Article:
Proportion of average weekly household expenditure by rural and urban areas, 2005-6.
Olympic medals result
This infographic presents the final medal count for the 2008 Beijing Olympics in several dimensions. The central part shows the distribution of medals by continent using proportional sized pie charts to reflect the count. The inner circles of the pie charts are split by the type of medal. The same technique is applied in the other dimensions presented: medals by geopolitical groups (China, EU, ex soviet republics) , by sport (swimming, athletics, gymnastics) , by GDP and by population. It also contains full information of the final medal count by country and a day-by-day gold medal count (annotated bar char in the lower half). All parts of the visualisation are commented to give an overall picture of the event.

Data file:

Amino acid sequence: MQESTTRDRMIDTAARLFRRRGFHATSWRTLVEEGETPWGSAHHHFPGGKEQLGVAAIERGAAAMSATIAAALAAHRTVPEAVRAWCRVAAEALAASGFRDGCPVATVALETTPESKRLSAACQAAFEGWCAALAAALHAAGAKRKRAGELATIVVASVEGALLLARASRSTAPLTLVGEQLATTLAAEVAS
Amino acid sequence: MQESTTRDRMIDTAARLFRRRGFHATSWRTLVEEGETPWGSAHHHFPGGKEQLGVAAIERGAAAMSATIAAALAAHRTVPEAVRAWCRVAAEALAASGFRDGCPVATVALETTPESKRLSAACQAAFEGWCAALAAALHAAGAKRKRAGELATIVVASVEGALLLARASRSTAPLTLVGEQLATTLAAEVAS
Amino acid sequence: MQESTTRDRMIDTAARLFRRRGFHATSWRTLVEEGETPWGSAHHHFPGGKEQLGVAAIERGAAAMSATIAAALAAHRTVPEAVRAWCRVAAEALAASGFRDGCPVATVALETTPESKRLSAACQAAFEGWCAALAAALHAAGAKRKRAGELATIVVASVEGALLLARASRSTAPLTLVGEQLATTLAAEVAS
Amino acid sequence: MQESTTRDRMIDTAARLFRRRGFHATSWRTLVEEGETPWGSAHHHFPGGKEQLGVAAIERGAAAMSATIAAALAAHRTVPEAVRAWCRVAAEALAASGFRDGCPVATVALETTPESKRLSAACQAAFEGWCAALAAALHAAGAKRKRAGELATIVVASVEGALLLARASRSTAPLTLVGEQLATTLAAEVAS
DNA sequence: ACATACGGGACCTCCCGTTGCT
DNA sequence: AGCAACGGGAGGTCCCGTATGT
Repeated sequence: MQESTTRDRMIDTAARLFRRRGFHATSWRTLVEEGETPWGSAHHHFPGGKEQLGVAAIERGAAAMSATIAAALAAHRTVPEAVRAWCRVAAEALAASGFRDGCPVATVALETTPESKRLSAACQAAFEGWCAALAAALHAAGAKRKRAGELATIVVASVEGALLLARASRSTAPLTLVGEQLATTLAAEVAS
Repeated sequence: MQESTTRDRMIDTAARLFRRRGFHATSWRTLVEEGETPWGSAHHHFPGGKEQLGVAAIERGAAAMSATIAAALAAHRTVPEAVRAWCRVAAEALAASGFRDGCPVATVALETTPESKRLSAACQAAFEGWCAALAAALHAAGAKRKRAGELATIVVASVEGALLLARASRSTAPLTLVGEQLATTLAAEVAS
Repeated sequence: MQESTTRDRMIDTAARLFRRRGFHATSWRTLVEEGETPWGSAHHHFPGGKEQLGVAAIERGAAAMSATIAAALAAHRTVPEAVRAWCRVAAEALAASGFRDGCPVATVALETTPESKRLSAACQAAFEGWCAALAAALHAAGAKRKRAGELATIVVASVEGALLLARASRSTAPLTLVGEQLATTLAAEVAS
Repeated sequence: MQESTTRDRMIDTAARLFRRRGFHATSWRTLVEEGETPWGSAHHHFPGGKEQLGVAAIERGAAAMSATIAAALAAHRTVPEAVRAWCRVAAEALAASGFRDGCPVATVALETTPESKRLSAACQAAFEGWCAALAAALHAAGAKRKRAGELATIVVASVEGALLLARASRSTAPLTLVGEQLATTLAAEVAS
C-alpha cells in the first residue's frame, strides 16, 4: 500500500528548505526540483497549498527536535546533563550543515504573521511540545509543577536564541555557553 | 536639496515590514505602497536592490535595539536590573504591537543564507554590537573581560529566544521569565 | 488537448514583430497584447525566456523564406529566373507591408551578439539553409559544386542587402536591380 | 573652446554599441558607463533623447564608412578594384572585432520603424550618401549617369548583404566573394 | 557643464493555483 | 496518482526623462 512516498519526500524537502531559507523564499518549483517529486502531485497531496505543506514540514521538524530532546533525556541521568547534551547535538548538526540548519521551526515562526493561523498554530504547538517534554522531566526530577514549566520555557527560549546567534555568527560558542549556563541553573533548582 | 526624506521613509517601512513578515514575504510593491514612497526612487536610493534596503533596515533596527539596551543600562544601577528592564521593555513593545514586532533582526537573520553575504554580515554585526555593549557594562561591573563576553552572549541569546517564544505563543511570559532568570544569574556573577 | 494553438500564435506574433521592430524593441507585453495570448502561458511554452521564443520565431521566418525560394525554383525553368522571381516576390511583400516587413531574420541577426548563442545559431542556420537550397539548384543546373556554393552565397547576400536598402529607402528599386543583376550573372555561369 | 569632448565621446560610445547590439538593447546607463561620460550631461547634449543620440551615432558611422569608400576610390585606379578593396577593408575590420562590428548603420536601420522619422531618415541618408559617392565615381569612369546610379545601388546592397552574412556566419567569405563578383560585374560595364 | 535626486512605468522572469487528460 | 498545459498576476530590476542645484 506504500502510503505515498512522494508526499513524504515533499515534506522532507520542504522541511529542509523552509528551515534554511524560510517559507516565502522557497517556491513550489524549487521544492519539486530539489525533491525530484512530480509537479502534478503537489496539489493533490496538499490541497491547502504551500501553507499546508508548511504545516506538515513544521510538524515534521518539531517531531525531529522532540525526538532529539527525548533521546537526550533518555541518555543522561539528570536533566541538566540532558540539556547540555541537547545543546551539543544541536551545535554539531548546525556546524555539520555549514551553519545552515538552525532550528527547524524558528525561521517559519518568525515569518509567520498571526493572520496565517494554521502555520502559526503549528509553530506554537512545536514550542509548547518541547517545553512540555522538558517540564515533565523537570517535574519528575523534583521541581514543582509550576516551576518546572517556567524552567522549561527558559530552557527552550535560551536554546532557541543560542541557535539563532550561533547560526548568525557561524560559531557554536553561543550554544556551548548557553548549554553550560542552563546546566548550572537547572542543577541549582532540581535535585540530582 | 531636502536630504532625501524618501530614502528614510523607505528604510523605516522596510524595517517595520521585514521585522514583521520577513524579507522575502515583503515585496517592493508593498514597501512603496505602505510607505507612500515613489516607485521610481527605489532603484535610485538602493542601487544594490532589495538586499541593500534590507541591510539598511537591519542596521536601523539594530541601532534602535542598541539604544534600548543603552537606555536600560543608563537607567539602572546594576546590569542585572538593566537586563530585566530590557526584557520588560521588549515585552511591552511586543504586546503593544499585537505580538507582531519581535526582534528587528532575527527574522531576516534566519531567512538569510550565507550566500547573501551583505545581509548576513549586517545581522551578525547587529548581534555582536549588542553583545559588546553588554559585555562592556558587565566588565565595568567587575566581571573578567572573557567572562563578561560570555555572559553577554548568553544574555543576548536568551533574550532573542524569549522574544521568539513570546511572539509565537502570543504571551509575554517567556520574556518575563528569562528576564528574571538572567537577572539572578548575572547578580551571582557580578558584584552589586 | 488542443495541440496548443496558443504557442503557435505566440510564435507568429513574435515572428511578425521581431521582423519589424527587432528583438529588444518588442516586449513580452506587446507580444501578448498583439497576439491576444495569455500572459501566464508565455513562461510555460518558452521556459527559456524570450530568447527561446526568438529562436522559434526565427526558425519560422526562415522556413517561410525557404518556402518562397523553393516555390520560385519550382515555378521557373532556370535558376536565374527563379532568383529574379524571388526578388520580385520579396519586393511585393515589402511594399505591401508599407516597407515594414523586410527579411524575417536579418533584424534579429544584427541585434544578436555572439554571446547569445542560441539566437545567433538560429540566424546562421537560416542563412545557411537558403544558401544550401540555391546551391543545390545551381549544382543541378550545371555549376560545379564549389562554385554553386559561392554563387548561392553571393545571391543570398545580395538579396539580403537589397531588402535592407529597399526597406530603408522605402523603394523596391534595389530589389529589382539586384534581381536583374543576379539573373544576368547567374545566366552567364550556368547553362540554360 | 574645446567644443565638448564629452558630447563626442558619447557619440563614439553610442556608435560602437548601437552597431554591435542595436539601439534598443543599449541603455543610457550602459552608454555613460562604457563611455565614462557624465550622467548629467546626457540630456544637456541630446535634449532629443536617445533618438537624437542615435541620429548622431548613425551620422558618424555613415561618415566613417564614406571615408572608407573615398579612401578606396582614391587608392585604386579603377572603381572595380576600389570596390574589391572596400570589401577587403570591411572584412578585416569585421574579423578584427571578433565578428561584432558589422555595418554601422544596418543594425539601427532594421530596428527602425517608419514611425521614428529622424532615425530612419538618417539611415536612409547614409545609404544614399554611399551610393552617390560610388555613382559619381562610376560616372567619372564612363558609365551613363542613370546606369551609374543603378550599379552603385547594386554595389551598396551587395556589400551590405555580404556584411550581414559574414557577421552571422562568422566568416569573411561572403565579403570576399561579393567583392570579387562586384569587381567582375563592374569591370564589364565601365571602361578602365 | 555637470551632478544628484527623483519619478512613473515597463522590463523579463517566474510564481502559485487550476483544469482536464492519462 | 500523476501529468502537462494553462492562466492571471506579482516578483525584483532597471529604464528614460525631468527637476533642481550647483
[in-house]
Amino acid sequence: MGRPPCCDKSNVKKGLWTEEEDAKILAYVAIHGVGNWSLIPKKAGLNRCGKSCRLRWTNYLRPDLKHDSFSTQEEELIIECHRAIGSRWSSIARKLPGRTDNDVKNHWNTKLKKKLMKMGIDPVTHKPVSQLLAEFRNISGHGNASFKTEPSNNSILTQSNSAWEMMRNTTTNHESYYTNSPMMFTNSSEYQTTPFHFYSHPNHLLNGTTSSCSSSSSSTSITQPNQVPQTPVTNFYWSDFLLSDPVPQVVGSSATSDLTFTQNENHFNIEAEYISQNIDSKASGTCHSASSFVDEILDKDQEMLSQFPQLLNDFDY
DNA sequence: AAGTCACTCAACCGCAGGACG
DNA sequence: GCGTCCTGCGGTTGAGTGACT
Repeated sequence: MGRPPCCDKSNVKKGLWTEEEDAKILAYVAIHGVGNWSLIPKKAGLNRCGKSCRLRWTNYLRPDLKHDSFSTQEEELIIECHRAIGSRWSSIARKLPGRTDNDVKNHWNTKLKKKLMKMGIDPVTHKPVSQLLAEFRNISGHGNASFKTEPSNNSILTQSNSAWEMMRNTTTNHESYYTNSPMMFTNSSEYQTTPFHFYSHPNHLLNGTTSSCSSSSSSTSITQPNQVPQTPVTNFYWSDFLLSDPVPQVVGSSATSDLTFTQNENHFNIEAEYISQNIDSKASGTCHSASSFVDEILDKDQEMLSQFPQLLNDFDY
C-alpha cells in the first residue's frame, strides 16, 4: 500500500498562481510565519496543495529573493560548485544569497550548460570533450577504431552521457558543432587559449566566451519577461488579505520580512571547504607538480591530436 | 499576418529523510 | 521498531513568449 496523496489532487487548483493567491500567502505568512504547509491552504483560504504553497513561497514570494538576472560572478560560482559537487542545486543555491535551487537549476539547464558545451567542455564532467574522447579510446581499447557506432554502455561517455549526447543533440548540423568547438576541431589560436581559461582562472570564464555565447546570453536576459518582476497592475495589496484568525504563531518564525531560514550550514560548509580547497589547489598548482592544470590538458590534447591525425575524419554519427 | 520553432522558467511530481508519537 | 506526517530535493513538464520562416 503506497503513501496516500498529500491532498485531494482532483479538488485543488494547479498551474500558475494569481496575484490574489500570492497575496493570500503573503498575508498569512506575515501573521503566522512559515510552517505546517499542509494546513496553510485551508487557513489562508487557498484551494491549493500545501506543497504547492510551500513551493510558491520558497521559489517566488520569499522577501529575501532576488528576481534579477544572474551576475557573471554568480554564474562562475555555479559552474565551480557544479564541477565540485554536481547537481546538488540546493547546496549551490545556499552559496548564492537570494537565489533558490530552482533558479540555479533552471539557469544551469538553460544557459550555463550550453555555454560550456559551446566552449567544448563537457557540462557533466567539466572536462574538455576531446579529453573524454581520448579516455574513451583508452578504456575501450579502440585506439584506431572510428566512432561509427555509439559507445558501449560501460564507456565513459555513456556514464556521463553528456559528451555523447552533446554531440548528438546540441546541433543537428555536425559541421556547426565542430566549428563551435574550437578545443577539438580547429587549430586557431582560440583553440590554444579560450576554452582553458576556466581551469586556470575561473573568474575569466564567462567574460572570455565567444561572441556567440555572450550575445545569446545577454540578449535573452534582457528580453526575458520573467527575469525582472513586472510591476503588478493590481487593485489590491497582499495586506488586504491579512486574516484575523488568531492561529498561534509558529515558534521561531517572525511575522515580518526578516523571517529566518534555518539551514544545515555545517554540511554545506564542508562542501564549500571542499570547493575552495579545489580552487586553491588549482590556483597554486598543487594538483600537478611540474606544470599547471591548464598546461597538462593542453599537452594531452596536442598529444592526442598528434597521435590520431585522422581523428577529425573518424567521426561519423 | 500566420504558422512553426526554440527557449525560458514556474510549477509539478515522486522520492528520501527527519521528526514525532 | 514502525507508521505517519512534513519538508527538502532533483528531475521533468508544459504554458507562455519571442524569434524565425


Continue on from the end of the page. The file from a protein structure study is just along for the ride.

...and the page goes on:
This chart shows that that there are different numbers of people who find that various professions 'prestigious'.
This is an illustration of Britain's Budget for 2010. It is a variation of the pie chart accompanied by information of the relative share of each slice in billions of Pounds.
Square pie / Waffle chart
Data on women in information technology using square pie. A square is divided into 10x10 fields, and for each number, as many fields are filled in as there are percent. Consequently, the numbers remain readable by simply counting the number of fields covered by one colour. Taking a hint from squarified treemaps, the areas should also be as square as possible for better comparability.<br />The square pie chart is for completely flat data that adds up to 100%, whereas the treemap shows structured data: a hierarchy. They may end up looking the same, but the meaning is not.